Sarong party girl
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It describes a local, solely Asian woman (e.g., a Chinese girl) who usually dresses and behaves in a provocative manner, and who exclusively dates and prefers white men. The Sarong Party Girl stereotype was popularised by a series of humorous books by Jim Aitchison in the 1990s, offering a satirical portrayal of the SPG and related aspects of Singaporean culture.
The term has its fairly innocuous roots in the late 1940s-early 1950s when Singapore was still ruled by the British. As a general practice, the British forces personnel socialised very much among themselves, according to their military ranks and status (i.e. officers as opposed to enlisted men). However, there were some instances when specific local "guests" were invited to social functions hosted by the British. The term 'Sarong Party' came into use to describe social functions which included local invited 'ladies'. The sarong is a wrap-around skirt that is part of Malay formal dress, popular among local men and women of the time. It is still worn today. Over time, the term has taken on a somewhat more derogatory meaning.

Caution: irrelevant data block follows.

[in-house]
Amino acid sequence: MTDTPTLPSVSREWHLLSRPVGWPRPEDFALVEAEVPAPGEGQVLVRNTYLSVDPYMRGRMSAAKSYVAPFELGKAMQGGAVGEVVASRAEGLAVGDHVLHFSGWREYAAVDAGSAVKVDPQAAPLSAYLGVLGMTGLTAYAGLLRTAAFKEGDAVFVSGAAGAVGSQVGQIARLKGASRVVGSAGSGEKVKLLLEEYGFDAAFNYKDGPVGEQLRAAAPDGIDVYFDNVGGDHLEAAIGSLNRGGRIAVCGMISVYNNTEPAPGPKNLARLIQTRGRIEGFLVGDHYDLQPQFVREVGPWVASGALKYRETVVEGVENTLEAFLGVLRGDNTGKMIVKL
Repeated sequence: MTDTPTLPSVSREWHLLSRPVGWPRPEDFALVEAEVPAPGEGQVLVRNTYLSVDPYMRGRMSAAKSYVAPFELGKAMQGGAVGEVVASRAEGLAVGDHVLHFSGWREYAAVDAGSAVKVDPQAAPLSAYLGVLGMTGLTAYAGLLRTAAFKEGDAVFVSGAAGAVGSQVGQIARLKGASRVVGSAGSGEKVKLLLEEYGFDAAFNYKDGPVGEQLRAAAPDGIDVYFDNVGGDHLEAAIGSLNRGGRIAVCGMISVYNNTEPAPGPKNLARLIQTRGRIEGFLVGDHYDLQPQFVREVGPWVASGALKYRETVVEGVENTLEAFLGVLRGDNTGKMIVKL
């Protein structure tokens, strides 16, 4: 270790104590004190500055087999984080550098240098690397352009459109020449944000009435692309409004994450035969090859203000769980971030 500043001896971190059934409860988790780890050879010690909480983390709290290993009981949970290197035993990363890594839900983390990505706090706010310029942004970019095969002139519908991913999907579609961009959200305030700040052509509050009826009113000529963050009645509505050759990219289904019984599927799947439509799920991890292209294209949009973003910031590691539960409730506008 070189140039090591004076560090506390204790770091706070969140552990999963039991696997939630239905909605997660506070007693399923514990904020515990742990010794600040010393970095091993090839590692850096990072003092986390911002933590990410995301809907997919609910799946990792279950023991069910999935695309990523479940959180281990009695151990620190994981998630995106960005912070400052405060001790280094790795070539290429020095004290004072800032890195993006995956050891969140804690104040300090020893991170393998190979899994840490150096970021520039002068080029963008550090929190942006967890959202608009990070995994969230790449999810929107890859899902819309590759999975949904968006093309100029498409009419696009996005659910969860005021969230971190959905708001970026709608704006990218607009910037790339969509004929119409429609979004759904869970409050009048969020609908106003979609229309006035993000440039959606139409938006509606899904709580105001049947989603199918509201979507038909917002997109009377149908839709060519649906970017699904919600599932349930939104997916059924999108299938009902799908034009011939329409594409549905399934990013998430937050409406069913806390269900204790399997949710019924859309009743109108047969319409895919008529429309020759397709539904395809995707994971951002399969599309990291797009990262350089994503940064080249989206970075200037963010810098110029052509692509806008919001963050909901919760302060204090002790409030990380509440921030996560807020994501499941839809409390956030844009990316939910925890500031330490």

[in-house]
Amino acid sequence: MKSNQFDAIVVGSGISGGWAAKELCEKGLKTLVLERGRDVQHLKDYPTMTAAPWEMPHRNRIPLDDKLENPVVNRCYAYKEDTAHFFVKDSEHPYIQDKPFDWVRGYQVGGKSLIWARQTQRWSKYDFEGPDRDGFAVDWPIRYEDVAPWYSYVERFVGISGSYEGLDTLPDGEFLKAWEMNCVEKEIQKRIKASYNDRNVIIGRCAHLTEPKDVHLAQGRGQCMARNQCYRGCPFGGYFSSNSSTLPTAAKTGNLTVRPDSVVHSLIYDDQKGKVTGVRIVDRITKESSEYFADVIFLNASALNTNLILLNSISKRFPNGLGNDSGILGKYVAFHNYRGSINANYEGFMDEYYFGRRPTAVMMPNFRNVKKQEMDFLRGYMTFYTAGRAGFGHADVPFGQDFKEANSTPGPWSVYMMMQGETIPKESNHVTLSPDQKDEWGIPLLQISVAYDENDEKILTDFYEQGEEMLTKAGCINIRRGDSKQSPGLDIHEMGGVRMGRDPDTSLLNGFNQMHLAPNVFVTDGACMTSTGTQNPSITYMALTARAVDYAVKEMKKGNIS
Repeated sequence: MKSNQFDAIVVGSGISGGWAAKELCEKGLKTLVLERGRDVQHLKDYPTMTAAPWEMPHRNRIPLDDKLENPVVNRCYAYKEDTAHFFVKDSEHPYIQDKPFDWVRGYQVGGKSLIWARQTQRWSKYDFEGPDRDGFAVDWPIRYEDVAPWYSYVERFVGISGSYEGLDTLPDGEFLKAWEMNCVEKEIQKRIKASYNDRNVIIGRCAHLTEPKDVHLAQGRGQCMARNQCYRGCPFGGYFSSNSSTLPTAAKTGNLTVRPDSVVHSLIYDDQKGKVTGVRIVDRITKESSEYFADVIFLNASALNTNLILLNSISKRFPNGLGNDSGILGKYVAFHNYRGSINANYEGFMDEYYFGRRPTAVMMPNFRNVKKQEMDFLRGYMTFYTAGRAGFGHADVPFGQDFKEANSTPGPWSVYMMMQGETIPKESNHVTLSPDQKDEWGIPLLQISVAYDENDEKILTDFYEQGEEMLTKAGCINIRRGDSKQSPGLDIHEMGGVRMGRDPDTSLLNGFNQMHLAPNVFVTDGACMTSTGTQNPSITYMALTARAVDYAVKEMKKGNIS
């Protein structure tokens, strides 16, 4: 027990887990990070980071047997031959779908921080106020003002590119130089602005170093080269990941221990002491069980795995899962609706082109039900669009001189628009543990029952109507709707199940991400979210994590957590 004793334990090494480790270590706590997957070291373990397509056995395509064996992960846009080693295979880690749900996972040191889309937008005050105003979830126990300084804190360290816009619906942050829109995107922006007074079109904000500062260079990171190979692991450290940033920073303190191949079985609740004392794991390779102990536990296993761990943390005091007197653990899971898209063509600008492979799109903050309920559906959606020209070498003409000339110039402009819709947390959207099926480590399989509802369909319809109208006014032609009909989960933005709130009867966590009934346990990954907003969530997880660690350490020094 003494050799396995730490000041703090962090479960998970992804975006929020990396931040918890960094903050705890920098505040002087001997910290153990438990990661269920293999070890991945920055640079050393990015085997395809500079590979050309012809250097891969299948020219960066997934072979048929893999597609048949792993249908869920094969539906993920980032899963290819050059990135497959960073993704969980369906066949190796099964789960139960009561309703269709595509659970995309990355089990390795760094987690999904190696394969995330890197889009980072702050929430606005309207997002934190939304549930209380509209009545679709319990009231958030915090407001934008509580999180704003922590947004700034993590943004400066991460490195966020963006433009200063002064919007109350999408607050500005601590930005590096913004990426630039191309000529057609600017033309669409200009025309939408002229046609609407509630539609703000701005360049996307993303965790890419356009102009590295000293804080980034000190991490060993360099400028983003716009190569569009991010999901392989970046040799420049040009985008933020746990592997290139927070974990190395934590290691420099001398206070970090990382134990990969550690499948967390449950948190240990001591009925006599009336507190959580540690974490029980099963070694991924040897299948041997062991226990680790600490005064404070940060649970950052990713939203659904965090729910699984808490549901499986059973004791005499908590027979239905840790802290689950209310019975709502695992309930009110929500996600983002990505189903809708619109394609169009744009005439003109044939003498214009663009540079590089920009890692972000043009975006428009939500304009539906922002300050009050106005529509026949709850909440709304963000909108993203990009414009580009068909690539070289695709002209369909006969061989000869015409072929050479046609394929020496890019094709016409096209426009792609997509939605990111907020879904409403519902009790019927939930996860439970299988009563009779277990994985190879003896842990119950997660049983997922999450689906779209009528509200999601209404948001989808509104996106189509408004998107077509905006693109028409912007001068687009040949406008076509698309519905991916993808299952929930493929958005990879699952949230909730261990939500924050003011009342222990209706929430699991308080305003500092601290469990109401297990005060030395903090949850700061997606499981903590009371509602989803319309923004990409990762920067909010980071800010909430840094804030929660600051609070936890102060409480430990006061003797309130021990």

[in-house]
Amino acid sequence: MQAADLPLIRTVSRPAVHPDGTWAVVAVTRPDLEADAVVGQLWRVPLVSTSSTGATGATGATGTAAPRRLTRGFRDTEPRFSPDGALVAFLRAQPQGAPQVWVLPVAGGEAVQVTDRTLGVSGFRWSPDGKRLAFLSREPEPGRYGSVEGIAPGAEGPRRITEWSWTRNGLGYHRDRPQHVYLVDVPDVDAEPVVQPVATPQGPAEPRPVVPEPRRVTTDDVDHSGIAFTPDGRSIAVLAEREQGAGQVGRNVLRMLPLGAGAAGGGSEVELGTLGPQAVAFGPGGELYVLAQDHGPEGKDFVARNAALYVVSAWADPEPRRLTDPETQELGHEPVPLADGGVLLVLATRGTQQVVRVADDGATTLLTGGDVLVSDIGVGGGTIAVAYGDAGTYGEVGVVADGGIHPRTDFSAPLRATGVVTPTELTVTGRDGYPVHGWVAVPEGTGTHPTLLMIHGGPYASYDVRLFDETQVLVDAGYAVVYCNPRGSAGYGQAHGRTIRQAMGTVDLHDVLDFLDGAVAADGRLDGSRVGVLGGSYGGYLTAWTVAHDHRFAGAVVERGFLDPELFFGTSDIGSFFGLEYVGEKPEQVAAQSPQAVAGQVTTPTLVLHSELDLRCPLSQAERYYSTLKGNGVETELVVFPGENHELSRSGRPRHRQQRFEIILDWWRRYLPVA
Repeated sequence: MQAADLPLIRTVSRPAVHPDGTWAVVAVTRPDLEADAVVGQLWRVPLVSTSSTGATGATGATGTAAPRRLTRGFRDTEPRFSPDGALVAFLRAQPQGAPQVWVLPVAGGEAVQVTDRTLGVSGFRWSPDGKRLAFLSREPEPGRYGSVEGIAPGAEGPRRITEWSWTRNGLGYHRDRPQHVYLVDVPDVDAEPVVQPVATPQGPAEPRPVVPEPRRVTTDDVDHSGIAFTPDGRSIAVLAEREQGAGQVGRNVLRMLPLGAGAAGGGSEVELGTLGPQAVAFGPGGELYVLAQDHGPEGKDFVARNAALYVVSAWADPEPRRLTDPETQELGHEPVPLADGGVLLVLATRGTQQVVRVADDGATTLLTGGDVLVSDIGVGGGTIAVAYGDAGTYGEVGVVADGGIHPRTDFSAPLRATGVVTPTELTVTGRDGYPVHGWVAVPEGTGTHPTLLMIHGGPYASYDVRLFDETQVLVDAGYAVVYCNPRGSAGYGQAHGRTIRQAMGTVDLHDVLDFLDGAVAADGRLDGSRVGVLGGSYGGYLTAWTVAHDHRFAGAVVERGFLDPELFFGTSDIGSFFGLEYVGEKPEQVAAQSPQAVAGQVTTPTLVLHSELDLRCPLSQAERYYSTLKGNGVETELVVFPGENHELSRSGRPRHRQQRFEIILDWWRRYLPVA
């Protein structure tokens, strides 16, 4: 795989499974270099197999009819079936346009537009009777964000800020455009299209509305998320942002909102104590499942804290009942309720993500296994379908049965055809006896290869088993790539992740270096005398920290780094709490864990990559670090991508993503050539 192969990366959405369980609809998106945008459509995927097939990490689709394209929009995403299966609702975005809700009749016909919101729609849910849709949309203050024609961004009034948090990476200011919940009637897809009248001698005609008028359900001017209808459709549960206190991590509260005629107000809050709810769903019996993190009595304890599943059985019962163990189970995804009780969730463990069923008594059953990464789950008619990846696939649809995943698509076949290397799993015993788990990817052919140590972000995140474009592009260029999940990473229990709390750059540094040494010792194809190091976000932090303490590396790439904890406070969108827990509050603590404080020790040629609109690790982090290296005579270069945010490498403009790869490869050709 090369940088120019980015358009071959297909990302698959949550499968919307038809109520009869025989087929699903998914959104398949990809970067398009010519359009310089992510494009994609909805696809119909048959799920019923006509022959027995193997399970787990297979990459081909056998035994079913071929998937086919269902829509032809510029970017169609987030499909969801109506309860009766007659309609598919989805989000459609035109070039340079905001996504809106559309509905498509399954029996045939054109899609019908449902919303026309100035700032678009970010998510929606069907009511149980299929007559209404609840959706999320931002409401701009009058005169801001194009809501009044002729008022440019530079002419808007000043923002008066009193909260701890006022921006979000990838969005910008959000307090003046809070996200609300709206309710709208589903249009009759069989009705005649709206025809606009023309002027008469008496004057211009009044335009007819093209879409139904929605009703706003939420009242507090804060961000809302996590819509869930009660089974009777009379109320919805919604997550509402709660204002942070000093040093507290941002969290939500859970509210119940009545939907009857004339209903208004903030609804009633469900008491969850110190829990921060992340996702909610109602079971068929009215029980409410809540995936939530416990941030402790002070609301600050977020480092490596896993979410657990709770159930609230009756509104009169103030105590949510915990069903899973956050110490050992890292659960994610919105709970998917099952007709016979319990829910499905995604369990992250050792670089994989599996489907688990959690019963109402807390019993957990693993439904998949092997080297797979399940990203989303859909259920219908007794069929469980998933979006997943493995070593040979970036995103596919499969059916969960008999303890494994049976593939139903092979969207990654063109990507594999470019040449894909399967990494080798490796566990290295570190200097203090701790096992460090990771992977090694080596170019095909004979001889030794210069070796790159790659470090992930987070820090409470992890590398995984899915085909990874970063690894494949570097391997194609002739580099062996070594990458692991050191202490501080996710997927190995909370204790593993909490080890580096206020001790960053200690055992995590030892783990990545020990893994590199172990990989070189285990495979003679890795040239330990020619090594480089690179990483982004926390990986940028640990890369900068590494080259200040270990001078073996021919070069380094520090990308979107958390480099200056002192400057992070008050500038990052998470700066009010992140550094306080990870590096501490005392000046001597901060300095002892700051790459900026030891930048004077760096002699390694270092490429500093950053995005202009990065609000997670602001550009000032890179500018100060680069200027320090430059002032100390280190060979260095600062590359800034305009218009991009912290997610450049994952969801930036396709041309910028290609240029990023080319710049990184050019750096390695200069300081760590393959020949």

The stereotypical Sarong Party Girl has extremely tanned skin, a false foreign accent and is provocatively dressed. The Sarong party girl is known to have loose morals and is sometimes even a working girl. They attend clubs, drink, and are far more open to satisfying sexual requests from men than other Asian women. Sarong Party Girl is also known for having several sexually transmitted diseases. The Sarong Party Girl stereotype in local entertainment is usually portrayed as gold-digging, husband-snatching Asian women of lower social classes. This perception contributed much to Singapore's decadent image in the 1970s, as seen in films such as Saint Jack.
- Aitchison, Jim (1994). Sarong Party Girl. Angsana Books. ISBN 981-3056-36-3.
- Aitchison, Jim (1995). Revenge of the Sarong Party Girl. Angsana Books. ISBN 981-3056-60-6.
- Aitchison, Jim (1996). The SPG Rides Again. Angsana Books. ISBN 981-3056-09-6.